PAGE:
With a Final Environmental Impact Statement (EIS) and Record of Decision (ROD) for the proposed Pebble copper-gold-molybdenum mine project in southwest Alaska expected this summer, Pebble Partnership CEO Tom Collier noted it appears more and more likely that Alaska could become home to another significant metals producer.
The lead federal regulator for the Pebble Project, the U.S. Army Corps of Engineers (USACE), has signaled its intent to publish a Final EIS on July 24 and a ROD shortly thereafter. Pebble’s Collier said the Draft EIS published by the USACE last year, and subsequent contributions from the U.S. Environmental Protection Agency, U.S. Fish & Wildlife Service, the State of Alaska, tribal entities and other cooperating agencies, point toward a positive outcome for the federal permitting process.
“We have reason to believe that Pebble will be judged to be a project of merit, and will receive its key federal permits under the Clean Water Act and River & Harbors Act this summer,” he said. “The next steps facing the company and the project will be to secure a major funding partner and acquire the state permits necessary to take Pebble into production.”
State permitting for Pebble is expected to take 2 – 3 years to complete, followed by a four-year construction phase. Once operating, Pebble will be among the leading metals producers in the United States. As described in the Project Description, each year during 20 years of production the proposed Pebble mine would produce mineral concentrates containing, on average:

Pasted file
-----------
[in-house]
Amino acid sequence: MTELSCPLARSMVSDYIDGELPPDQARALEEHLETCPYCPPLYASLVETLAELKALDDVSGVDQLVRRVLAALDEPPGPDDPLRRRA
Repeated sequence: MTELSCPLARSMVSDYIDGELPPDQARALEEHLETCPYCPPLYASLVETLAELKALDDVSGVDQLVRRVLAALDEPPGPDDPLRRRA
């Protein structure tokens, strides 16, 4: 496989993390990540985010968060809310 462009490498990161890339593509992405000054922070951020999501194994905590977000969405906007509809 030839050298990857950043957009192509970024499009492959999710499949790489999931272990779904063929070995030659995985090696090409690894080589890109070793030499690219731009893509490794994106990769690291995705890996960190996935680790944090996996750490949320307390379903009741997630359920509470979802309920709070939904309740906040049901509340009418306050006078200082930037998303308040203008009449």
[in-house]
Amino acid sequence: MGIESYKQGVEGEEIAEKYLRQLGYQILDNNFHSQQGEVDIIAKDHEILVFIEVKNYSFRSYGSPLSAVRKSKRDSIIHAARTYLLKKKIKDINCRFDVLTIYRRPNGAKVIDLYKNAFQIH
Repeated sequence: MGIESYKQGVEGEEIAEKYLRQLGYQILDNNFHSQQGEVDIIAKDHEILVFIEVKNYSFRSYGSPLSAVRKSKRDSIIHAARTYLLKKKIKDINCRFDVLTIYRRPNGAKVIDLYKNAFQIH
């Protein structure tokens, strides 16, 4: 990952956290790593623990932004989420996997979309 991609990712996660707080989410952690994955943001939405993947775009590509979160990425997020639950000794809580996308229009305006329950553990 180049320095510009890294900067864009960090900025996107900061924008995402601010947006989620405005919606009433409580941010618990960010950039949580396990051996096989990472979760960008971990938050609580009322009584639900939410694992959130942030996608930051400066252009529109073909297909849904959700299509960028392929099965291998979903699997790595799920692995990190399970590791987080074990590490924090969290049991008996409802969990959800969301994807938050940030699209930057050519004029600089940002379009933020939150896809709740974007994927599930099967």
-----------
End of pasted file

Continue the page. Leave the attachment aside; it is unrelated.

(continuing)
- 318 million lb copper;
- 362,000 oz gold;
- 14 million lb molybdenum; and
- 1.8 million oz of silver.
Collier said Pebble has the potential to be the third largest copper producer in the United States (producing ~12% of US output annually) and the fourth largest gold producer (producing ~6% of US output each year). It also contains rhenium, a relatively rare element used in jet engines and high-octane fuels, and palladium, a precious metal employed in fuel cells and catalytic convertors, among other applications.
Depending on prevailing market prices, about 60% and 30% of the annual value of production at Pebble will be derived from copper and gold respectively, with the balance coming from other metals.
“There’s absolutely no doubt there is growing domestic and international market demand for the metal commodities Pebble will produce,” Collier said. “Whether it’s surging demand for copper to facilitate the US and global transition to a low carbon future, the increasing demand for gold we’re seeing in the current economic climate or the other strategic metals our mine will produce, the world needs Pebble.”
America’s transition away from fossil fuels and toward clean and renewable sources of power will be particularly copper-intensive, as will the requirement for smart grid technology to make the nation’s energy transmission and distribution system more efficient. Electric and hybrid-electric cars, solar and wind power installations, as well as the energy infrastructure required to enable these technologies, will all require substantially more copper than the transportation and energy systems they replace.
The US currently imports 35% of its annual copper needs from foreign producers, as well as 82% of its rhenium, 68% of its silver and 32% of its palladium. For copper and many other strategic metals, America’s import reliance is expected to grow in future as domestic demand rises faster than supply.
“It is in the United States’ best interest to develop reliable and long-term domestic sources of mineral commodities like copper, gold, molybdenum, silver, rhenium and palladium – strategic metals that are critical to the country’s economic, energy, military and industrial future,” Collier said.
“It is equally important to source these minerals from jurisdictions that are known to be leaders in environmental protection, in conserving healthy fish and wildlife populations, as well as in environmental justice and human rights. That description fits Alaska to a tee and is one more reason why Pebble is poised to become one of America’s leading metals producers.”